The American Medical Association Opposes Changes for Opioid Labeling

I recently wrote about a citizen’s petition called Physicians for Responsible Opioid Prescribing (PROP) which was sent to the Food and Drug Administration (FDA). The petition urged the FDA to relabel opioids and change guidelines which would only allow patients with severe pain to receive strong prescription drugs.  They also asked that the length of prescriptions be reduced to 90 days.  This would require patients to return to their doctors sooner than they currently have to.

On April 9th, the American Medical Association (AMA), composed of many doctors, sent a letter to the FDA urging them to deny the requests from the citizen petition.  James Madara, the Executive Vice President and CEO of AMA, signed the petition.  He stated that “the treatment of pain cannot be fit into a one-size-fits-all approach.”  The point the AMA is most worried about is “PROP’s recommendation to limit the labeled indications for opioid analgesics to ‘severe’ instead of ‘moderate-to-severe’ non-cancer pain. Pain intensity assessments are entirely subjective and rely upon patients’ own reports.  One person’s ‘moderate’ is another persons ‘severe’.”

The AMA is also opposed to the 90 day prescription idea because it could “effectively eliminate the use of opioids for non-cancer pain: “Such a labeling change clearly would affect patients seeking medically necessary pain relief and increase the risk that prescribing physicians could be branded as practicing outside of accepted medical standards,” said Madara.  Basically the AMA is worried that physicians will become scared of criminal liabilities if a patient gets addicted or overdoses.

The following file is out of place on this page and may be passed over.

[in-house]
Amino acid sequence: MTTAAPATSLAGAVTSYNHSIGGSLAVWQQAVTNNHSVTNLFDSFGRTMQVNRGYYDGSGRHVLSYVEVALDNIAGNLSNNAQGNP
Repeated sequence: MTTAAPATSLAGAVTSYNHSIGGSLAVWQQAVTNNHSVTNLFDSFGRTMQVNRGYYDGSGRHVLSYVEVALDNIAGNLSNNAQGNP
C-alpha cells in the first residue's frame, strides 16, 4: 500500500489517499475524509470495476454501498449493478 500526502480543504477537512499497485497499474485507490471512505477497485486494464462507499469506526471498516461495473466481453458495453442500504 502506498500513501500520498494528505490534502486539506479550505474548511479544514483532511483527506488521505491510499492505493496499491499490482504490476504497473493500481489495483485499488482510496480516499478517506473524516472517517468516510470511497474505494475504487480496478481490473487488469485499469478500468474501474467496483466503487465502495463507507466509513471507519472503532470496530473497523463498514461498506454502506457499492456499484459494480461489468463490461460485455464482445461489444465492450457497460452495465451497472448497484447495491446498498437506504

The FDA has not made a decision as of yet.  They continue to hold hearings in order to come to a decision. The FDA commissioner Margaret Hamburg stated this past month, “If additional improvements could make the labels more effective, it’s important we explore them.”  The FDA is being urged to make some labeling changes for opioid prescriptions whether they do everything PROP is asking or not.

The PROP petition might be receiving opposition from doctors, but they have the support of the Drug Enforcement Agency.

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